Gold gave up early gains to fall more than half a percent on Thursday, hurt by a firmer dollar and as upbeat economic data dented its safe-haven appeal.
Robust U.S. auto sales numbers also reinforced expectations the U.S. Federal Reserve would start to curb its stimulus later this month. The central bank's three quantitative easing schemes have buoyed prices for bullion, which is often bought as a hedge against inflation.
Gold hit an intraday high at $1,394.61 an ounce, before slipping to $1,385.50 by 0644 GMT, down $5.34 on the day.
It rallied to its highest in more than three months around $1,433 in late August on safe-having buying as the United States and its allies looked close to launching military strikes on Syria.
"If we break through the critical support level of $1,380, prices will go all the way down to at least $1,353. For now, they are many issues surrounding gold which are offsetting each other," said Joyce Liu, an investment analyst at Phillip Futures in Singapore.
"I think the most prominent issue is the U.S. Federal Reserve meeting. The economy seems to be expanding - that provides the ground for them to taper the stimulus." U.S. gold fell $4.30 an ounce to $1,385.70.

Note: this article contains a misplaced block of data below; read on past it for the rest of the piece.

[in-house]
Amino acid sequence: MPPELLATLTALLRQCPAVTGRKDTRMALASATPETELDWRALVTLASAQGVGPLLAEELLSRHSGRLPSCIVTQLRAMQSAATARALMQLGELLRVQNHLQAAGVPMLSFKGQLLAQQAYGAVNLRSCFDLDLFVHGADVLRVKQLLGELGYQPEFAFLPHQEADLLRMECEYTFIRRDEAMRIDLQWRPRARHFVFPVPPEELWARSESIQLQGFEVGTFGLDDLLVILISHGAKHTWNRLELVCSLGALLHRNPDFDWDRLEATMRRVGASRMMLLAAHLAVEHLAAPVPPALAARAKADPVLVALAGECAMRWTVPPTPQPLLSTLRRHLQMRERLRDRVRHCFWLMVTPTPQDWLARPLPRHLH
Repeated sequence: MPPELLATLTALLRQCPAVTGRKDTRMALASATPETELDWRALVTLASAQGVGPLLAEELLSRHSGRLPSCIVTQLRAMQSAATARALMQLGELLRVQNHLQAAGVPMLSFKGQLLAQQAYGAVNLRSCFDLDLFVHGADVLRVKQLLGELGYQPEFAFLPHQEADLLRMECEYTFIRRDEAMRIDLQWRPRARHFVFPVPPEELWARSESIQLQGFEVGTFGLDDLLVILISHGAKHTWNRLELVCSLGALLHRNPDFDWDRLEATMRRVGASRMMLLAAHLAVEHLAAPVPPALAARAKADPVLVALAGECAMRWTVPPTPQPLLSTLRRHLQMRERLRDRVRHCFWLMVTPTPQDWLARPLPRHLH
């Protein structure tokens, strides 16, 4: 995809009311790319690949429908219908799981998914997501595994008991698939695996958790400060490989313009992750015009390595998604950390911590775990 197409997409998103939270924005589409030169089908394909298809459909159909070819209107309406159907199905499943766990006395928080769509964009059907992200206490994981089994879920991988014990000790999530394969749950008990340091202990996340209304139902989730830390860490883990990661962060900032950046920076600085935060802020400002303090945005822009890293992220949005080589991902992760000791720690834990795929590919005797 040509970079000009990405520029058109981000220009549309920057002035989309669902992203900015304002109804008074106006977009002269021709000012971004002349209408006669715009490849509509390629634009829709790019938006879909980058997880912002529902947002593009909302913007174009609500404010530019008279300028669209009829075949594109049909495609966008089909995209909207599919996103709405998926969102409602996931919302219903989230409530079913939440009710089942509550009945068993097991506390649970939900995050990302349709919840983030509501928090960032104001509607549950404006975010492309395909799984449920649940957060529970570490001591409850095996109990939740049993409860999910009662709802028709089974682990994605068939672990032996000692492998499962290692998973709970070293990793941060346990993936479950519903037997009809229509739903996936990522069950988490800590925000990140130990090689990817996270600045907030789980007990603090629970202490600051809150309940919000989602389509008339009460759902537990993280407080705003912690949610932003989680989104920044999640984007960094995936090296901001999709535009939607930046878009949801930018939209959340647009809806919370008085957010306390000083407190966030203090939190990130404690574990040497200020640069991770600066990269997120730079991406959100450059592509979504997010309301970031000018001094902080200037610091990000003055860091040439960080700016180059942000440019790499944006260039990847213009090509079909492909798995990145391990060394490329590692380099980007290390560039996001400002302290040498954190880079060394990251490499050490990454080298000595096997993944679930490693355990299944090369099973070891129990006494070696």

Gold buyers In India lined up to restart imports on Wednesday as the customs department clarified new rules, putting the world's biggest consumer back in the market after a six-week gap and threatening government efforts to underpin the rupee.
But there have not yet been any fresh enquiries from India, even though the rupee has bounced from all time lows, said physical dealers.
"The thing is that the import tax is still high in India, so I think that is dampening their buying interest. Also gold prices are still high at close to $1,400," said a dealer in Hong Kong.
Gold is one of the biggest items in a record current account deficit that has helped push the rupee to an all-time low. New Delhi has raised the import duty on gold to an all-time high of 10 percent.
Premiums for gold bars in Hong Kong edged down to